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Sunday, December 14, 2014


5 stars out of 5

Mark this day on the calendar, folks: It's the first time in a while
that I've given a James Patterson book 5 stars. His series featuring Detective Alex Cross is one of my favorites, to be sure - partly, I think, because he writes these books all on his own as opposed to "share-cropping" with co-writers to  varying degrees of success.

This rating also comes after reading, and being quite annoyed with, the previous book in the series, Cross My Heart. It was good, but the cliffhanger of an ending, as I said at the time, so reeked of promotion for this one that I almost vowed on principle not to read the follow-up.

Well, truth is I'm glad I did. At the end of Cross My Heart, the 21st in the series, Cross had lost his entire family to kidnappings by a demented killer. That scenario is continued here as he works nonstop to find them (hopefully alive); and as might be expected, the tension gets hot and heavy. In fact, if I have a complaint, it's that the drama "crosses" the line of excessive - but even that really didn't take away that nonstop, edge-of-the-seat excitement.

Cross is being stalked and mentally tortured by someone who clearly has a psychotic streak; early on, as two mutilated bodies turn up that are presumed to be Cross's wife Bree and his son Damion, Cross is so emotionally devastated that he's barely able to function. But function he must if he has even the slightest chance of catching the diabolical killer and find his precious Nana Mama and the rest of his children alive.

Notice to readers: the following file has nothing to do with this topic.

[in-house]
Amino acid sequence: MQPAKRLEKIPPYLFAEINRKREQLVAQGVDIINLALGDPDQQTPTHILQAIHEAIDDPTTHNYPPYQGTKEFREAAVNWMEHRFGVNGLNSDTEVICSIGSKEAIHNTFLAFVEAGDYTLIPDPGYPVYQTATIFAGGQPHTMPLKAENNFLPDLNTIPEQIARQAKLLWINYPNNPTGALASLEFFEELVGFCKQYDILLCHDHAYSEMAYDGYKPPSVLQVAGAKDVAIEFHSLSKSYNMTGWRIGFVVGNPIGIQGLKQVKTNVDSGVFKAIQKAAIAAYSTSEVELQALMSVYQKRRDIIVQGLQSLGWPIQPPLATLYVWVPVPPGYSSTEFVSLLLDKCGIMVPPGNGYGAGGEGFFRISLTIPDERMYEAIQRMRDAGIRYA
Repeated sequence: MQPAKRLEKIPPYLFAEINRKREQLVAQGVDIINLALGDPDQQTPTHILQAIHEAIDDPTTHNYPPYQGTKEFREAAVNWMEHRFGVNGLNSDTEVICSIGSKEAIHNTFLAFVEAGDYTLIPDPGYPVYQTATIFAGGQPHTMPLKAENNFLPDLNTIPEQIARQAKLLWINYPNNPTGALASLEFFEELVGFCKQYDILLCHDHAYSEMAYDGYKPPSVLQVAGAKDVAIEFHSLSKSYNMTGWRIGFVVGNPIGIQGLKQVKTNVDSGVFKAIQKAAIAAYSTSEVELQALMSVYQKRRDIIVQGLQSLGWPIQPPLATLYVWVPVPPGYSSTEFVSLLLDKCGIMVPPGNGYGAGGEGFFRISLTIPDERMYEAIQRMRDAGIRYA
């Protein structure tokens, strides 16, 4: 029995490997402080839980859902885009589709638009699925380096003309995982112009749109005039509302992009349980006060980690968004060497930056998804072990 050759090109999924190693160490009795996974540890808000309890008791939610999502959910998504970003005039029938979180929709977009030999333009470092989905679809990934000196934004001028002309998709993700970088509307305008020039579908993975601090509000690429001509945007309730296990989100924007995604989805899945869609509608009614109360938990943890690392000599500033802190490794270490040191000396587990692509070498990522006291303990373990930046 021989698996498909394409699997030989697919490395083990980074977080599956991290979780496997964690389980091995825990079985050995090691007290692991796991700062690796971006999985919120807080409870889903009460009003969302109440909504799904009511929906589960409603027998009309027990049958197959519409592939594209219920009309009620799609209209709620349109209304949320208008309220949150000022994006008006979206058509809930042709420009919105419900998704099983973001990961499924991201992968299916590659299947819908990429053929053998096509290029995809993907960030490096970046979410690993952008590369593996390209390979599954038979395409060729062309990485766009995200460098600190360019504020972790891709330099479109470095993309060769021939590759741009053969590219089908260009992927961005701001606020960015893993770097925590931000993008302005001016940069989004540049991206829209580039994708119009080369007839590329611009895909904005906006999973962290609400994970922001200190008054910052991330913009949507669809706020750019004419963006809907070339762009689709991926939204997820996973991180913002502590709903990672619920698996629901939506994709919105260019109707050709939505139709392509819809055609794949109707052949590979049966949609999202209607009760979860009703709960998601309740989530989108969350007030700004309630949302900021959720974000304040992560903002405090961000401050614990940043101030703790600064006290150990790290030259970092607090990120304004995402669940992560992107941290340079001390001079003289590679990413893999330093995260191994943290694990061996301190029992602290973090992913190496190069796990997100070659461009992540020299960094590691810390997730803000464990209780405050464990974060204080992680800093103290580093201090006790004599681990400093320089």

To be fair, there are more than a few "holes" in the story - from lapses in police procedure to how the killer manages to accomplish everything given time and circumstances to wasting too much space on repetition. Still, the action moves along fast, thanks mostly to Patterson's way with words. While I'm basically not an OCD personality, I admit that having to stop reading anywhere other than at the beginning of a new chapter when life interferes makes me crazy; short chapters make it easy to avoid that mental upset. And since I've always been a critic of what I consider to be short-changing readers by filling up to 20% of the advertised number of pages with sample chapters from other books, I'll note that the pages devoted to previews are far fewer here.

I'll also note that while this book can stand alone, it's meant to be the second of a two-parter. To get the biggest bang for your bucks, then, I suggest reading Cross Your Heart before tackling this one.

Hope to Die by James Patterson (Little, Brown and Co., November 2014); 404 pp.

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